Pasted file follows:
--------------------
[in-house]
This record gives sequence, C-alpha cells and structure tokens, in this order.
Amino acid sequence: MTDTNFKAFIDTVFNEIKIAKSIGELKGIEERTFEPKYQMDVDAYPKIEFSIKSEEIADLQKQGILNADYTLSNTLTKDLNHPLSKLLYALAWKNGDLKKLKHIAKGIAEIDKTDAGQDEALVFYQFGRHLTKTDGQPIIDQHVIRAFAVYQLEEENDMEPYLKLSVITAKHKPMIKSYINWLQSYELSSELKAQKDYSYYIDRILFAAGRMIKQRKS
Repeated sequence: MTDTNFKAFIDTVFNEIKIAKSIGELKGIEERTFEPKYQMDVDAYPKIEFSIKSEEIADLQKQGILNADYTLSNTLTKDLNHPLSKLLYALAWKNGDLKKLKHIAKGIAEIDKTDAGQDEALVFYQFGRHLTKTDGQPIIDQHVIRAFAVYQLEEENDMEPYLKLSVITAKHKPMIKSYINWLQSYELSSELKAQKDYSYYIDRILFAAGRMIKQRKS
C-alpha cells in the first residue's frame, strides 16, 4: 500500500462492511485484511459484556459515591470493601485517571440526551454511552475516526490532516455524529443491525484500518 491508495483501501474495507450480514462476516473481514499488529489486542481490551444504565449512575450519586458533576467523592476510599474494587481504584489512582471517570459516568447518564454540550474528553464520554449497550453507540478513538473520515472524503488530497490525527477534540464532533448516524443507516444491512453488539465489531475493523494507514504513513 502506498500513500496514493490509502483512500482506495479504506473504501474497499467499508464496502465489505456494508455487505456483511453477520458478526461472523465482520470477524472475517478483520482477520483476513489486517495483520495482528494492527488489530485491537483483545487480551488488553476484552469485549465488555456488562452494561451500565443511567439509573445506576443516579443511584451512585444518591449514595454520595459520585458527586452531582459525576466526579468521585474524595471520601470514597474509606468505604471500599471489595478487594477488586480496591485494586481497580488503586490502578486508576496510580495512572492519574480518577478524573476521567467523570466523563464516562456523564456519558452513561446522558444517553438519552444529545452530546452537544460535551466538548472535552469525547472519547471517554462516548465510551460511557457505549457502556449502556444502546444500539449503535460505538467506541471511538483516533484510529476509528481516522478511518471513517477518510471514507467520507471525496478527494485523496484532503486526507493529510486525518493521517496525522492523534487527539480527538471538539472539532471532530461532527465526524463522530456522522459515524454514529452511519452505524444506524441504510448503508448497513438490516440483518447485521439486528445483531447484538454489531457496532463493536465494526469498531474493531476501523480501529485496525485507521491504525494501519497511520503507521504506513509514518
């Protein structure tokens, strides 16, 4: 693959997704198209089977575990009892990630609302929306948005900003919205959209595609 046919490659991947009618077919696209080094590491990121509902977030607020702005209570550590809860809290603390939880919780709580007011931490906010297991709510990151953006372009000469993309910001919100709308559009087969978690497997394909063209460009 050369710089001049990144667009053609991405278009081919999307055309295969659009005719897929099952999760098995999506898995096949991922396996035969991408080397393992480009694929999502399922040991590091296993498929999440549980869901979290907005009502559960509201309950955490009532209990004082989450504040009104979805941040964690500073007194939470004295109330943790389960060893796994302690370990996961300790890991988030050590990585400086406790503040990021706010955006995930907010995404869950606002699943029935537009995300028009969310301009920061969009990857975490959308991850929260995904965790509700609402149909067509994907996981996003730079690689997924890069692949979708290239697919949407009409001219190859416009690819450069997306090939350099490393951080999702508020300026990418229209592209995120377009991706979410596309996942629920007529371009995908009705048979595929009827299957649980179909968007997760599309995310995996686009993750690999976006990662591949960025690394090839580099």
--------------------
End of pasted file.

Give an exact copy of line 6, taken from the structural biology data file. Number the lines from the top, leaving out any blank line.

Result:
């Protein structure tokens, strides 16, 4: 693959997704198209089977575990009892990630609302929306948005900003919205959209595609 046919490659991947009618077919696209080094590491990121509902977030607020702005209570550590809860809290603390939880919780709580007011931490906010297991709510990151953006372009000469993309910001919100709308559009087969978690497997394909063209460009 050369710089001049990144667009053609991405278009081919999307055309295969659009005719897929099952999760098995999506898995096949991922396996035969991408080397393992480009694929999502399922040991590091296993498929999440549980869901979290907005009502559960509201309950955490009532209990004082989450504040009104979805941040964690500073007194939470004295109330943790389960060893796994302690370990996961300790890991988030050590990585400086406790503040990021706010955006995930907010995404869950606002699943029935537009995300028009969310301009920061969009990857975490959308991850929260995904965790509700609402149909067509994907996981996003730079690689997924890069692949979708290239697919949407009409001219190859416009690819450069997306090939350099490393951080999702508020300026990418229209592209995120377009991706979410596309996942629920007529371009995908009705048979595929009827299957649980179909968007997760599309995310995996686009993750690999976006990662591949960025690394090839580099």